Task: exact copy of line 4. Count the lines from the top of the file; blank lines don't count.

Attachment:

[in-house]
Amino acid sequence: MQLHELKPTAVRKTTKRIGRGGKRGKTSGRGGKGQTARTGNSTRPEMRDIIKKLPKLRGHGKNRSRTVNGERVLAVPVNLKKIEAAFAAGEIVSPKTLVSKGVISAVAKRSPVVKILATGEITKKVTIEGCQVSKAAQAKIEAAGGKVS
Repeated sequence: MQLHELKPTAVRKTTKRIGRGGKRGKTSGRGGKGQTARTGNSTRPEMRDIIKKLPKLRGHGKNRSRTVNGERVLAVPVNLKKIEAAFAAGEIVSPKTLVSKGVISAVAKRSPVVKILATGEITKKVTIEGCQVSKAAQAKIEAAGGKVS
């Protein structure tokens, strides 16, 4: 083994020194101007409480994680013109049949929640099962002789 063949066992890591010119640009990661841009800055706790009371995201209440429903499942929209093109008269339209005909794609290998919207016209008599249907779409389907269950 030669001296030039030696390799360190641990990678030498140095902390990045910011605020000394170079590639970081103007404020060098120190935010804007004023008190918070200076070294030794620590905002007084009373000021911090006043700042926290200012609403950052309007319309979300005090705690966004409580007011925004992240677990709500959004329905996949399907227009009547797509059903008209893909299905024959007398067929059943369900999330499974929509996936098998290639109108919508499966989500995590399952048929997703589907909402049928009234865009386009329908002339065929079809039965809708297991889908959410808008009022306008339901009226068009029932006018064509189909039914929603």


């Protein structure tokens, strides 16, 4: 083994020194101007409480994680013109049949929640099962002789 063949066992890591010119640009990661841009800055706790009371995201209440429903499942929209093109008269339209005909794609290998919207016209008599249907779409389907269950 030669001296030039030696390799360190641990990678030498140095902390990045910011605020000394170079590639970081103007404020060098120190935010804007004023008190918070200076070294030794620590905002007084009373000021911090006043700042926290200012609403950052309007319309979300005090705690966004409580007011925004992240677990709500959004329905996949399907227009009547797509059903008209893909299905024959007398067929059943369900999330499974929509996936098998290639109108919508499966989500995590399952048929997703589907909402049928009234865009386009329908002339065929079809039965809708297991889908959410808008009022306008339901009226068009029932006018064509189909039914929603």